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synaptic on 17.10


On Fri, Feb 02, 2018 at 11:46:48AM +0100, Liam Proven wrote:
> On 2 February 2018 at 10:43, Colin Watson <cjwatson at ubuntu.com> wrote:
> > Regardless of how you want to paraphrase, if the author hadn't accepted
> > it as a bug, he'd have closed it.  He didn't.
> [...]
> > That's a pretty slanted paraphrasing.  Anyway, software development
> > often involves accepting reality and the need to keep up with changes
> > elsewhere.  The King Cnut approach is rarely productive.
> 
> To para 2:
> 
> *Open-mouthed in astonishment*
> 
> I can't see how _else_ anyone can interpret it, TBH.

Michael is saying that he doesn't have time for it right now, but is
happy to mentor somebody else doing the work.  That's a pretty common
response to things you accept are bugs but that will take more time than
you have available at the moment.

Perhaps it's just my idiolect, but your paraphrasing sounded much more
like "it's too much work [so I'm ruling it out of scope for this
project]".

> To para 1:
> 
> Like a lot of FOSS, AFAIK, he's a volunteer doing it because he wants
> to. A new environment he didn't pick or want breaks his app, but it
> still works fine on the one it was written for. Why should he do all
> this work?

You seem pretty determined to put an "all Wayland's fault"
interpretation on this, but this is a very different tone from the one
that the maintainer actually took on the bug report.  Michael isn't
saying "why should I do this?" (and I don't think he needs people to say
that for him), but rather "sorry, I have too much else on my plate right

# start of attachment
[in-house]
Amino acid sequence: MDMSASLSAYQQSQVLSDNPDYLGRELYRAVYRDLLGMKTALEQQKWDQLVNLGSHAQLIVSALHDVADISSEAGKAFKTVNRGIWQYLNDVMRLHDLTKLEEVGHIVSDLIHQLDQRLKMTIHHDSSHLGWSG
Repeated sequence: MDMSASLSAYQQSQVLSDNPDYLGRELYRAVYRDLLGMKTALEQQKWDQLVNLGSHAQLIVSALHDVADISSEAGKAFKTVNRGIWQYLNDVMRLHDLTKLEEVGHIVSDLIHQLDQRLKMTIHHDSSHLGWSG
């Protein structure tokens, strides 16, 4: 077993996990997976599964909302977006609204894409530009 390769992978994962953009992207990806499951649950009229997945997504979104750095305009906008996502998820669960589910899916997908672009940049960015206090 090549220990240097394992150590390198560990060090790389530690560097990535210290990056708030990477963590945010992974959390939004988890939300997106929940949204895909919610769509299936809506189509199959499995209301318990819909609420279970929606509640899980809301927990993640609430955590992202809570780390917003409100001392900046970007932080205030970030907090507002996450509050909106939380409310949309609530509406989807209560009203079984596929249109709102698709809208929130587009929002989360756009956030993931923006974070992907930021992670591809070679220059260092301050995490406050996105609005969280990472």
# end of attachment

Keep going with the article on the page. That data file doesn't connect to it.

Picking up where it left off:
now".  Readers can judge for themselves, I suppose.

Also, once again, it's revisionist history to claim that this is all
Wayland's fault and that everything was just fine in X.  Yes, there is a
long history of running X clients as root, but there's a long history of
all sorts of things that have turned out to be a bad idea as the study
of computer security has evolved.  Running the whole of an X client as
root rather than designing a properly-targeted
principle-of-least-privilege interface to do just what you need as root
is asking for terrible bugs, partly because the state of X security
means that any other client can trivially inject input events and so
forth, and partly because toolkits typically aren't designed with the
expectation of running as root (so you get things like
https://bugzilla.gnome.org/show_bug.cgi?id=758131 - fixable, of course,
but far too easy to get wrong).

It's a judgement call whether it's a good idea for Wayland to enforce
this after many years of developers having been told that it's a bad
idea to design X-based applications that need to be run as root (as I
said earlier, I remember this from over a decade ago, so it's not a new
thing).  I think on the whole I tend to agree with the position that if
this isn't enforced then nobody's ever going to get round to fixing
things, but I can see the contrary position too.  But the position that
it isn't even a bug at all to design an X application this way isn't one
I've heard anyone take in quite some time; yes, reorganising an existing
program can be somewhat arduous, but IME the relevant developers
generally accept that it needs to be done sooner or later even if they
don't schedule it very urgently.

-- 
Colin Watson                                       [cjwatson at ubuntu.com]